Conclusions In this British case–control study there was no evidence of an overall association between asthma death and the recent mention of LABA in the primary care record. The lower risk of asthma death associated with oral corticosteroids, ICS and antibiotics may reflect appropriate health-seeking behaviour and/or medical treatment. Evidence of possible effect modification merits consideration in the context of other studies.

Abstract S48 Figure 1

Association between asthma medication mentioned in the primary care record prior to the index date* and asthma death (adjusted OR† and 95% CI).



1J. B. Morjaria, 2P. Haldar, 2A. J. Wardlaw, 1I. D. Pavord. 1Department of Respiratory Medicine, Addenbrookes Hospital, Cambridge University Hospitals NHS Trust, Cambridge, UK, 2Institute of Lung Health, Glenfield Hospital, University Hospitals of Leicester NHS Trust, Leicester, UK

Background We have previously shown that sputum evidence of eosinophilic airway inflammation is associated with a good response to corticosteroids in patients with asthma, cough and chronic obstructive pulmonary disease (COPD). A subset of patients with sputum eosinophilia also have a raised sputum neutrophil count. It has been suggested that this inflammatory phenotype may be associated with a poor response to corticosteroids.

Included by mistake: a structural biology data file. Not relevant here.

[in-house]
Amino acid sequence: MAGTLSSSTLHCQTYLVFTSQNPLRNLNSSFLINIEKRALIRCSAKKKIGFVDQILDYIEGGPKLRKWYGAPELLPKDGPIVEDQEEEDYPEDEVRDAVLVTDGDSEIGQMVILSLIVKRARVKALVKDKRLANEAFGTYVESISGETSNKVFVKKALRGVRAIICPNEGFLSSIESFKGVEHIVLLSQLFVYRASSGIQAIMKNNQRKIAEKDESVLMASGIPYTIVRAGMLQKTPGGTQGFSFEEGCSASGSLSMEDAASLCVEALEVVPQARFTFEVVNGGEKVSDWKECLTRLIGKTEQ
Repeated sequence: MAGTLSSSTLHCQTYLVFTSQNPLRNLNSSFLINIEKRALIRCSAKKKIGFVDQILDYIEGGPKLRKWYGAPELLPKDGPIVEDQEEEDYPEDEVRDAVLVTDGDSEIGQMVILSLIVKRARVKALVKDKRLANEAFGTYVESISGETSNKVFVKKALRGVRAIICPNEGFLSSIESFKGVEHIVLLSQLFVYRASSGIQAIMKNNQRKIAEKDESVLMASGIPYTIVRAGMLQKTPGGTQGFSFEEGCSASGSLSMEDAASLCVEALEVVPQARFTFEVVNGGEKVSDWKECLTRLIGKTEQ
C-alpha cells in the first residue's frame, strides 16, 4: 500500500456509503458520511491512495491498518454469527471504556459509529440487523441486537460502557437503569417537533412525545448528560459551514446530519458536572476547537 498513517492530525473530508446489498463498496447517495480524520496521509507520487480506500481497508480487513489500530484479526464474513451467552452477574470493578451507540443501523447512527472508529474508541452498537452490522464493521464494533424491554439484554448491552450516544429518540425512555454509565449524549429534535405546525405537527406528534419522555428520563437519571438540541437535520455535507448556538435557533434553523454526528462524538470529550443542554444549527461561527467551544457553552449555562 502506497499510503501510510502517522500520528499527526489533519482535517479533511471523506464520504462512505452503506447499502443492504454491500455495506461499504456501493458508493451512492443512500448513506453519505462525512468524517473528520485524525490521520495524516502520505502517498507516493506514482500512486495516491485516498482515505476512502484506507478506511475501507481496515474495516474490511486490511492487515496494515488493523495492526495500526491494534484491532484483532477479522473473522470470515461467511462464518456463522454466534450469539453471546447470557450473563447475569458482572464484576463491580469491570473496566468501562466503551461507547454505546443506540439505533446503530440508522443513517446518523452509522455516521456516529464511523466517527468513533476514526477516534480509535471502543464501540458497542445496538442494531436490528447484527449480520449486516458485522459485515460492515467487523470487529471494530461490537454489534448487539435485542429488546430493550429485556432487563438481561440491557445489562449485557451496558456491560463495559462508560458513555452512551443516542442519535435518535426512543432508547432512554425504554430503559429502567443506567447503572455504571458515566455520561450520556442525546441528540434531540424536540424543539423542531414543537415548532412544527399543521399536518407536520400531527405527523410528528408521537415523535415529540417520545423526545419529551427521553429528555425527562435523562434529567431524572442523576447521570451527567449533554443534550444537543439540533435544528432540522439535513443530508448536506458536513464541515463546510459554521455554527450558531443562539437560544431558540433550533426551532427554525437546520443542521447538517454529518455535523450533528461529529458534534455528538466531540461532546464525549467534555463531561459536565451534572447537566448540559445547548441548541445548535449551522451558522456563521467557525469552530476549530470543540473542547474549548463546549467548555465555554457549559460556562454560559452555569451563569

Aim To test the hypothesis that patients with a mixed sputum granulocyte phenotype have a reduced response to corticosteroids.

Methods 61 subjects, who met the criteria for ATS refractory asthma, had postbronchodilator forced expiratory volume in 1 s (FEV1) and visual analogue score (VAS) for symptoms of cough, breathlessness and wheeze each on a score of 100 mm scale, before and after 2 weeks of prednisolone (0.5 mg/kg up to a maximum of 40 mg).